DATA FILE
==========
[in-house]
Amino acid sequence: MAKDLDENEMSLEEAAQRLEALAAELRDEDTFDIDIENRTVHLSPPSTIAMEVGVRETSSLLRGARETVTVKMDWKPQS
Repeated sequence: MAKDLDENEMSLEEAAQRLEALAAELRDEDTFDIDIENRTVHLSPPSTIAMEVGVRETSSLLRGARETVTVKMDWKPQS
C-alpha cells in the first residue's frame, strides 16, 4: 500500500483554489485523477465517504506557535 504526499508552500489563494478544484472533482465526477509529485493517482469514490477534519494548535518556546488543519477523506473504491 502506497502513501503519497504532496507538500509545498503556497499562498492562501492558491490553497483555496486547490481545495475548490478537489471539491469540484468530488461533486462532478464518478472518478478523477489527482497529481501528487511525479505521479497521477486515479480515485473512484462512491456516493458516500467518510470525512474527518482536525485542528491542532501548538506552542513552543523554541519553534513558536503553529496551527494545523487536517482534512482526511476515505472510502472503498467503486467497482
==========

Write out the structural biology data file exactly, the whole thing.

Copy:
[in-house]
Amino acid sequence: MAKDLDENEMSLEEAAQRLEALAAELRDEDTFDIDIENRTVHLSPPSTIAMEVGVRETSSLLRGARETVTVKMDWKPQS
Repeated sequence: MAKDLDENEMSLEEAAQRLEALAAELRDEDTFDIDIENRTVHLSPPSTIAMEVGVRETSSLLRGARETVTVKMDWKPQS
C-alpha cells in the first residue's frame, strides 16, 4: 500500500483554489485523477465517504506557535 504526499508552500489563494478544484472533482465526477509529485493517482469514490477534519494548535518556546488543519477523506473504491 502506497502513501503519497504532496507538500509545498503556497499562498492562501492558491490553497483555496486547490481545495475548490478537489471539491469540484468530488461533486462532478464518478472518478478523477489527482497529481501528487511525479505521479497521477486515479480515485473512484462512491456516493458516500467518510470525512474527518482536525485542528491542532501548538506552542513552543523554541519553534513558536503553529496551527494545523487536517482534512482526511476515505472510502472503498467503486467497482